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Africa

Libya closes borders amid mounting unrest

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Text by News Wires

Latest update : 2012-12-17

Libya ordered the temporary closure of its borders with four of its neighbours on Sunday and declared martial law in its vast desert south in the face of mounting unrest. The decision affects notorious smuggling routes which serve the entire region.

Libya’s ruling national congress ordered the temporary closure of its borders with four of its neighbours on Sunday and declared its vast desert south a closed military zone in the face of growing unrest.

The national assembly ordered the “temporary closure of the land borders with Chad, Niger, Sudan and Algeria pending new regulations”, a decree carried by the official LANA news agency said.

It added that the provinces of Ghadames, Ghat, Obari, al-Shati, Sabha, Murzuq and Kufra “are considered as closed military zones”.

The decree also gave the defence ministry powers to appoint a military governor, from outside the area, with authority to arrest fugitives from justice and deport illegal immigrants.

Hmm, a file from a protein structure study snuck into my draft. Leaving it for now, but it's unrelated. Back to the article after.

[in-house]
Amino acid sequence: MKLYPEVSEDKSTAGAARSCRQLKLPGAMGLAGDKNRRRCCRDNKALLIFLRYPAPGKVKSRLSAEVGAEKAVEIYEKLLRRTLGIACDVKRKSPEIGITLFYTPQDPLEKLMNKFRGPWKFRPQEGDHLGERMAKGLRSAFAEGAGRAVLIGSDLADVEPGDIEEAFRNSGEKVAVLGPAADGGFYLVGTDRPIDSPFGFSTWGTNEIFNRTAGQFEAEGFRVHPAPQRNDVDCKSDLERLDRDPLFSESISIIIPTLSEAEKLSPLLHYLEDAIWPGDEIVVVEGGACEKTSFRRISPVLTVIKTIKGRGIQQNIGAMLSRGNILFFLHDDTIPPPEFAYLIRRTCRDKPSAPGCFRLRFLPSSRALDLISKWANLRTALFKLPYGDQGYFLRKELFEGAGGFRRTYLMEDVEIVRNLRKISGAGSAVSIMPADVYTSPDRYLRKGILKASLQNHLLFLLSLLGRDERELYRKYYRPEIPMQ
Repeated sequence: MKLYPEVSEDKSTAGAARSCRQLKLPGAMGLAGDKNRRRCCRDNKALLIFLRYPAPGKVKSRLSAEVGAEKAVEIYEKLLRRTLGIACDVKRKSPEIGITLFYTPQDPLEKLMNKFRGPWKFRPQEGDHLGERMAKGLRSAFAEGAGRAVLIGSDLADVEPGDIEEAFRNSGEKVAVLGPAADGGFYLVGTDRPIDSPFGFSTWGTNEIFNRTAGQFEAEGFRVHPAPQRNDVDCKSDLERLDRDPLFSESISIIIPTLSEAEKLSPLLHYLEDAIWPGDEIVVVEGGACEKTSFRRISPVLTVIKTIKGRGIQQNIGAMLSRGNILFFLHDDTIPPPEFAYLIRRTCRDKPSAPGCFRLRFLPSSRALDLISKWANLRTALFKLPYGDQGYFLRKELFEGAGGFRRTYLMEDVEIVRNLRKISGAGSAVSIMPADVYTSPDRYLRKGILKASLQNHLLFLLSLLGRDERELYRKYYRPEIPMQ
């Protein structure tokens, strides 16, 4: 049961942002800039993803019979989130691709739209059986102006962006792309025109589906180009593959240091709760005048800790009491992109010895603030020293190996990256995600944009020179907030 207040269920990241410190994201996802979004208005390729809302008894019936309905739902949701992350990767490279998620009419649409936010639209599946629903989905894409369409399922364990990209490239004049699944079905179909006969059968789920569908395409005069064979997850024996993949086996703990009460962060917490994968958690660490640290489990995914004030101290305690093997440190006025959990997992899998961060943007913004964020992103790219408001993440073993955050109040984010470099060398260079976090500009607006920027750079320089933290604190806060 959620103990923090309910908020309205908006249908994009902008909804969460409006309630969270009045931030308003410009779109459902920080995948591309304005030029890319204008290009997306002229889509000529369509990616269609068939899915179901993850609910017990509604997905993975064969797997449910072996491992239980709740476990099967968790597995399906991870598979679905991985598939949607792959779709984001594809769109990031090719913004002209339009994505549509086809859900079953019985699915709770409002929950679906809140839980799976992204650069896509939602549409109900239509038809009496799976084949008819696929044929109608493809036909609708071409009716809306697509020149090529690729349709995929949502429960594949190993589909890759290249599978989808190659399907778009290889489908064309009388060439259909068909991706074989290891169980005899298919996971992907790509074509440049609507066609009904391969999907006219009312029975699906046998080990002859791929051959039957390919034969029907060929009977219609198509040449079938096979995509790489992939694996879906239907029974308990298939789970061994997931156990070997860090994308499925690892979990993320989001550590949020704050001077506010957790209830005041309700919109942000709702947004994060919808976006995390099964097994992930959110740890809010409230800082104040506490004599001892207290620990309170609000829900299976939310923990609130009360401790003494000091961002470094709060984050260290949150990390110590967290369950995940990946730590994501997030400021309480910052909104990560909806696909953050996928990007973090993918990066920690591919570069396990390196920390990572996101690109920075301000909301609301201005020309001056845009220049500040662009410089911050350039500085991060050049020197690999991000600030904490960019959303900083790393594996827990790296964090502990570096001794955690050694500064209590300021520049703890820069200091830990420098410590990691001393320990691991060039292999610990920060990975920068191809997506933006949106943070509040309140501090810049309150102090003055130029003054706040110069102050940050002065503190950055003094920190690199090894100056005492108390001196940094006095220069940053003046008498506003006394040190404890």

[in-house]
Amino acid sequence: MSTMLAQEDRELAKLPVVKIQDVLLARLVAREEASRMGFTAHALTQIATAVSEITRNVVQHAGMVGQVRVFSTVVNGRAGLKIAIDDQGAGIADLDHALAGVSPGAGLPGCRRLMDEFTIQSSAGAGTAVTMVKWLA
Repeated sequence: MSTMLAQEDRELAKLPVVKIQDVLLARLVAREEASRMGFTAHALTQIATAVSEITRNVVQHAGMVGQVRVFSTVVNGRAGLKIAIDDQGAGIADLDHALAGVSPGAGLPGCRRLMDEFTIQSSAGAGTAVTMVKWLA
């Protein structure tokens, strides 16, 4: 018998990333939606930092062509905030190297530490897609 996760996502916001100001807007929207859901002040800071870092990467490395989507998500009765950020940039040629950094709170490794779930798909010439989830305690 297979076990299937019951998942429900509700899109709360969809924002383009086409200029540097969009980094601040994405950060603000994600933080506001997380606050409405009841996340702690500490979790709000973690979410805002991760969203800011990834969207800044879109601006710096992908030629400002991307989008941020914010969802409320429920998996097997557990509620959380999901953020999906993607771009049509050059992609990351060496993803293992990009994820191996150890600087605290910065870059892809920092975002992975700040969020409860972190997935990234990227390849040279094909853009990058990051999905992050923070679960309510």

Prime Minister Ali Zeidan returned from a regional tour last week, during which he called for a meeting in Libya with Niger, Mali, Chad and Sudan to secure regional borders.

Several southern members of the congress have boycotted sessions recently in protest against lawlessness plaguing the south, citing increased violence by armed groups there as well as drug trafficking.

“This decision shows that the congress understands the situation in the south, where the security is bad,” Mohamed Menawi Al-Houdhiery, a congress member from Sabha, told Reuters.

Earlier this month, nearly 200 prisoners escaped from a jail in Sabha, which has also seen tribal clashes since the end of last year’s war that ousted Muammar Gaddafi.

Restoring order in the south is not only important internally for Libya but also for stability in the wider region.

In the chaos that followed Gaddafi’s fall, the south was used as a smuggling route for weapons reaching al Qaeda in the Sahara.

(AP)

Date created : 2012-12-17

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